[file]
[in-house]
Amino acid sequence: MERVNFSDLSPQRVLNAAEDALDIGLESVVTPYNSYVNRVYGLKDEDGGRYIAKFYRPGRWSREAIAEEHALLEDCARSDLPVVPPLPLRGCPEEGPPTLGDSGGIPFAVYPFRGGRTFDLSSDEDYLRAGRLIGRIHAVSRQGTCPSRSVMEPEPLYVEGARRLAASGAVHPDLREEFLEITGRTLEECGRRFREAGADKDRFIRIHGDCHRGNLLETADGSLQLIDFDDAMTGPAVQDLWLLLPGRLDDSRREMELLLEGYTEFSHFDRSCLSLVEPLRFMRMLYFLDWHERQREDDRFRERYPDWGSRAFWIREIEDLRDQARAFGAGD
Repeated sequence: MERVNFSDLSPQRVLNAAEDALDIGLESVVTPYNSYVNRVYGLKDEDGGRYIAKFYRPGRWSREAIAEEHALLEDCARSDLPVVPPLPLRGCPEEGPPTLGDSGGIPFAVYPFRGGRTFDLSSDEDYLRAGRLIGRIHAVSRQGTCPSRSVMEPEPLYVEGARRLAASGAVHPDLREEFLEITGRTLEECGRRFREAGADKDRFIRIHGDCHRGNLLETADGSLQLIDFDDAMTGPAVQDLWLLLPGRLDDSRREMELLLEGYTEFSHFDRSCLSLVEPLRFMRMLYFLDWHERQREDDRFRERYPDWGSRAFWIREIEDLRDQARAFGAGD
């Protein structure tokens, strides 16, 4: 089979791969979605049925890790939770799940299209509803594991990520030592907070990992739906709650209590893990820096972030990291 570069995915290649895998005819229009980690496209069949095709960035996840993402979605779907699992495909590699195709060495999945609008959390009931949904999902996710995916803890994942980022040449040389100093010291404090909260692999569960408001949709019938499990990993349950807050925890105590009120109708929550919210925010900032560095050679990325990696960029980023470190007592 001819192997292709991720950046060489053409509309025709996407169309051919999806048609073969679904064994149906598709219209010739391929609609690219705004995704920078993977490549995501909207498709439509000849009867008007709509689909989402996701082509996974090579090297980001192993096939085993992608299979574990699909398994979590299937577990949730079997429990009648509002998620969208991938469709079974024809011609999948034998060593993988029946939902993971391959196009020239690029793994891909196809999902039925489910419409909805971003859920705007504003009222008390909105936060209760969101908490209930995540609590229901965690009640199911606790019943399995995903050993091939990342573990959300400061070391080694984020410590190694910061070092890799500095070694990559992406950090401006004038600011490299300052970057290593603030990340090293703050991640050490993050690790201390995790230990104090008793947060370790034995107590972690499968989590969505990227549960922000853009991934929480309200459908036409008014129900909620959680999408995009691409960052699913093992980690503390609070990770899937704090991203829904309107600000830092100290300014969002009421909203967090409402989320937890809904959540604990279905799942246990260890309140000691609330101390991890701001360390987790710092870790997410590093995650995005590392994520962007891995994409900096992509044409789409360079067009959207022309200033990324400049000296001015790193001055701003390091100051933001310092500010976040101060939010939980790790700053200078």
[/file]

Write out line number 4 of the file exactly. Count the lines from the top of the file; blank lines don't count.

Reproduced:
């Protein structure tokens, strides 16, 4: 089979791969979605049925890790939770799940299209509803594991990520030592907070990992739906709650209590893990820096972030990291 570069995915290649895998005819229009980690496209069949095709960035996840993402979605779907699992495909590699195709060495999945609008959390009931949904999902996710995916803890994942980022040449040389100093010291404090909260692999569960408001949709019938499990990993349950807050925890105590009120109708929550919210925010900032560095050679990325990696960029980023470190007592 001819192997292709991720950046060489053409509309025709996407169309051919999806048609073969679904064994149906598709219209010739391929609609690219705004995704920078993977490549995501909207498709439509000849009867008007709509689909989402996701082509996974090579090297980001192993096939085993992608299979574990699909398994979590299937577990949730079997429990009648509002998620969208991938469709079974024809011609999948034998060593993988029946939902993971391959196009020239690029793994891909196809999902039925489910419409909805971003859920705007504003009222008390909105936060209760969101908490209930995540609590229901965690009640199911606790019943399995995903050993091939990342573990959300400061070391080694984020410590190694910061070092890799500095070694990559992406950090401006004038600011490299300052970057290593603030990340090293703050991640050490993050690790201390995790230990104090008793947060370790034995107590972690499968989590969505990227549960922000853009991934929480309200459908036409008014129900909620959680999408995009691409960052699913093992980690503390609070990770899937704090991203829904309107600000830092100290300014969002009421909203967090409402989320937890809904959540604990279905799942246990260890309140000691609330101390991890701001360390987790710092870790997410590093995650995005590392994520962007891995994409900096992509044409789409360079067009959207022309200033990324400049000296001015790193001055701003390091100051933001310092500010976040101060939010939980790790700053200078």